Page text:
New Report: Bullying and Violence in Schools

Posted by on April 27, 2009

Evolving an understanding of bullying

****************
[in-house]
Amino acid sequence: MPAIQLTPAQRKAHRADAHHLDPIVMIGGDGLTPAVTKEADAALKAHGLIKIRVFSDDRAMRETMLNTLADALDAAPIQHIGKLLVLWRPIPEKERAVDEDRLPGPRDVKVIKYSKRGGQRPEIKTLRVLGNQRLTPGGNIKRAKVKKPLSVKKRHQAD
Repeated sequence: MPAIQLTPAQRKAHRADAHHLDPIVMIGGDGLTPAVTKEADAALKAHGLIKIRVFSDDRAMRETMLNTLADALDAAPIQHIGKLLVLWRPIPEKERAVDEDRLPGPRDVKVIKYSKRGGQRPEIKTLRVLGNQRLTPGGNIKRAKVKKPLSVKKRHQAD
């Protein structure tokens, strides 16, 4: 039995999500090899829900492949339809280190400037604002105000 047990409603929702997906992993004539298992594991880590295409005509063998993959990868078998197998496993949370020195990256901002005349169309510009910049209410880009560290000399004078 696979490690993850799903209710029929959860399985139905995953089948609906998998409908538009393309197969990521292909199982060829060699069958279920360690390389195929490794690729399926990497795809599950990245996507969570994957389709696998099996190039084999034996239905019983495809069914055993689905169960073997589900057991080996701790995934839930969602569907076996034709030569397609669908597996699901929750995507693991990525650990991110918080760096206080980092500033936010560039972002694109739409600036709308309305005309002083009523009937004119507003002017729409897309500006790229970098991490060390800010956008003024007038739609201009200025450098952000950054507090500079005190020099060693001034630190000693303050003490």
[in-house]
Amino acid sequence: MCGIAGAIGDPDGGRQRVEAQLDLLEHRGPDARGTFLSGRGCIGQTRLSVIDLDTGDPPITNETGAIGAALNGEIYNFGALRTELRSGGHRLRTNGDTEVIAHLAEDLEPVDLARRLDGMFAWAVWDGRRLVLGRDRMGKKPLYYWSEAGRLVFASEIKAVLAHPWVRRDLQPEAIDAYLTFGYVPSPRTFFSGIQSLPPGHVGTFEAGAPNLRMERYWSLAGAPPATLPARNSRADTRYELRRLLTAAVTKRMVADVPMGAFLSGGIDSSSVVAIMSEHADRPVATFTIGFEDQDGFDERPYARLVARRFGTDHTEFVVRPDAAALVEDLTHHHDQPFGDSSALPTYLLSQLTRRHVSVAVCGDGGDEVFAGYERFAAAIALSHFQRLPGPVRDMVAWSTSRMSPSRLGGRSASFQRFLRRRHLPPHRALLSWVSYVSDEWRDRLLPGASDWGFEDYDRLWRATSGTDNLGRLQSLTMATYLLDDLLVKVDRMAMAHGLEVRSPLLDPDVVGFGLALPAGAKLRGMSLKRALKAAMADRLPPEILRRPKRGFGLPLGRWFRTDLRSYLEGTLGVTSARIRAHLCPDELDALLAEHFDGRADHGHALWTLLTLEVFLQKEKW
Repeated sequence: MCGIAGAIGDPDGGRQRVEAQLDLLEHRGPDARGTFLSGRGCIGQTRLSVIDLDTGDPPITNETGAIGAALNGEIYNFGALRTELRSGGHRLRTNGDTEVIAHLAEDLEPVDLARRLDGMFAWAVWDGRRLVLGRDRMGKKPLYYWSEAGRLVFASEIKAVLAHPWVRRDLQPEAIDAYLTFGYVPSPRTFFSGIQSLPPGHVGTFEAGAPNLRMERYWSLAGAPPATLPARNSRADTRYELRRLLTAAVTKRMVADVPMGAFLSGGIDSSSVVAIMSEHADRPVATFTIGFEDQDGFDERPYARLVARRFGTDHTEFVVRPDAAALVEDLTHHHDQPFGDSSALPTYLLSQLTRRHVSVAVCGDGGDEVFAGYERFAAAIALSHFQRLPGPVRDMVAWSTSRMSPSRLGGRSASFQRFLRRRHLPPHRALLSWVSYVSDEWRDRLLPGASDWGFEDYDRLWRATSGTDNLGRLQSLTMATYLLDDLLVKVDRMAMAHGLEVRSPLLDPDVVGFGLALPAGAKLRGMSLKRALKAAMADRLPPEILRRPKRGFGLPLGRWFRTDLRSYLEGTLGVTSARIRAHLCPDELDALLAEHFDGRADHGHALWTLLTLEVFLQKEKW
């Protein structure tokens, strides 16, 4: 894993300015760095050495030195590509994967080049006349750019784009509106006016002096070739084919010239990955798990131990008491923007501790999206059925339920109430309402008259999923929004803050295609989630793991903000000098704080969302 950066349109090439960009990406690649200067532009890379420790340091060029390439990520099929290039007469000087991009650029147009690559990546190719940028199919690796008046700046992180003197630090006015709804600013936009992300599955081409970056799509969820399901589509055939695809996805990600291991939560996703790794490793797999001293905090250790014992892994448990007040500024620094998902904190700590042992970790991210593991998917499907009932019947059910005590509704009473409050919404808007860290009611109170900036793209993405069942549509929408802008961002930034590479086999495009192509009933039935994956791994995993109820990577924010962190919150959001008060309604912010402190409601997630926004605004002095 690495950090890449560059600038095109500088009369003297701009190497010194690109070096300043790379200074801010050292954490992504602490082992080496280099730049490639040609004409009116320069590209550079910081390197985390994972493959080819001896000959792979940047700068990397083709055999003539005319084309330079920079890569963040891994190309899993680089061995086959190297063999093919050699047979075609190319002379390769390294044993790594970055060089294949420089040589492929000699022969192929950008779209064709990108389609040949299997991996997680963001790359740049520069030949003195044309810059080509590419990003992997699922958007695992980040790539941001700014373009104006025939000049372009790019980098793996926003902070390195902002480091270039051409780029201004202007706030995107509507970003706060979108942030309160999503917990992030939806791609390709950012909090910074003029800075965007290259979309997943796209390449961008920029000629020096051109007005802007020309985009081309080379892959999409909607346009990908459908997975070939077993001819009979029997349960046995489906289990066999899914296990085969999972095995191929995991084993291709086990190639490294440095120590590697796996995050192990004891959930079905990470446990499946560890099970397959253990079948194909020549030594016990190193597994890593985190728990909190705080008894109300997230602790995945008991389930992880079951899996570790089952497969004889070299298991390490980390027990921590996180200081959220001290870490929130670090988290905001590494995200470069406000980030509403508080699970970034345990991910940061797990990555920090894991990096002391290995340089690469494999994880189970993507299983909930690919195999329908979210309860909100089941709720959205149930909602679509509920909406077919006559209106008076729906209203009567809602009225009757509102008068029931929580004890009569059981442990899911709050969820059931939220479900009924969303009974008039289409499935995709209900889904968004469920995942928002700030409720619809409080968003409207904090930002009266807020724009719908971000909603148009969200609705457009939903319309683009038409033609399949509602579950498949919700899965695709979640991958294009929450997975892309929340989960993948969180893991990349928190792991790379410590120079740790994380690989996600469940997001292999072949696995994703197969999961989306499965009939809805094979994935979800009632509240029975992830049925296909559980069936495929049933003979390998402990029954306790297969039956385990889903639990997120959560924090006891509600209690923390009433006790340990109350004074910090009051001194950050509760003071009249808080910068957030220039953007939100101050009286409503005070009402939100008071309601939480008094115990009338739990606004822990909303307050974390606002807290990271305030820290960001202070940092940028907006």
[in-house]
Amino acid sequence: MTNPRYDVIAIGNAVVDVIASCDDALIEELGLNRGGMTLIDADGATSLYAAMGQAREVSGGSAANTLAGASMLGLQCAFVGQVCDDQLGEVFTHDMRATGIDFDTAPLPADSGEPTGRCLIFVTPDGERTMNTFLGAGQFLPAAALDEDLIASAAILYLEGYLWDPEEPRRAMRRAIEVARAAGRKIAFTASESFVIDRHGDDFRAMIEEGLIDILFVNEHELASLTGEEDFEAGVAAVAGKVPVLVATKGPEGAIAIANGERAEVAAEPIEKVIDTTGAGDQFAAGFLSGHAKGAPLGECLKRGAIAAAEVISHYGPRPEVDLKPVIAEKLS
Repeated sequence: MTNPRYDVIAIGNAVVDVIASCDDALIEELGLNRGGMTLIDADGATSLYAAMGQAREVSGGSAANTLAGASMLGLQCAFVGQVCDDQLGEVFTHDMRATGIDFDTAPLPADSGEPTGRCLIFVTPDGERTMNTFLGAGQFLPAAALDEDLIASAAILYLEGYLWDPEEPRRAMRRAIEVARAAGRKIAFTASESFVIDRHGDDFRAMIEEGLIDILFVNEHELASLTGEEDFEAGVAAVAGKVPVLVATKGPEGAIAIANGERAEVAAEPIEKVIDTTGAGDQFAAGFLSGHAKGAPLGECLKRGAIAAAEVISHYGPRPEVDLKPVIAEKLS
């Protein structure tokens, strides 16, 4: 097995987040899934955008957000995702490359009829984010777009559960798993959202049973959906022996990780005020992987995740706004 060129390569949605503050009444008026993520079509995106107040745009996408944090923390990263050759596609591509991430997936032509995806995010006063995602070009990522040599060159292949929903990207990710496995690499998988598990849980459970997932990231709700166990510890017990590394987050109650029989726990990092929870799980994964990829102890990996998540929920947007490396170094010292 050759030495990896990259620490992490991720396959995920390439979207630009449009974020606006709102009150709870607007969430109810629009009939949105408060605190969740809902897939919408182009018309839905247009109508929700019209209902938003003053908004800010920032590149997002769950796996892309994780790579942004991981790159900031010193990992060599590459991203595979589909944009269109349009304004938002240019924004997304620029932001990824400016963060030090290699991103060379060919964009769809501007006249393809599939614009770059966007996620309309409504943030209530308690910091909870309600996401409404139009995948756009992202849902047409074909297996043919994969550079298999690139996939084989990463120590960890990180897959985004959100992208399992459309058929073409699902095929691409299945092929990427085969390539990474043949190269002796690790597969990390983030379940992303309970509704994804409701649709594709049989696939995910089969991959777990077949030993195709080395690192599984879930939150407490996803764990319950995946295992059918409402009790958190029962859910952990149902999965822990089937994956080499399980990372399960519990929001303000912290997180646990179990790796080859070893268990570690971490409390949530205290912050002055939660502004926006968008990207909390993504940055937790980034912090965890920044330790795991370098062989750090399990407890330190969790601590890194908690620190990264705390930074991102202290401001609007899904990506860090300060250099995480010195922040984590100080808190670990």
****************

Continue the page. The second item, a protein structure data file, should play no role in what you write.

A new report from the Association of Childhood Education International has practical steps that teachers can follow to implement anti-bullying programs and stem “the tide of the international plague known as bullying.” Bullying should not be considered a normal stage of child development, but a precursor for more serious violent behaviors that need immediate and appropriate intervention by a caring adult. Children who bully are four times more likely than non-bullies to be convicted of a serious crime by age 24. The first step is to recognize characteristics of bullies, who may be physically, emotionally, or verbally abusive. Once teachers and other administrators understand some of the complex causes of bullying and learn to identify bullying characteristics, they can move forward. The next step is training, after which point teachers can establish anti-bullying methods in the classroom. Teachers must establish clear rules on behaviors and consequences, and work with bullying victims to prevent the cycle from repeating.

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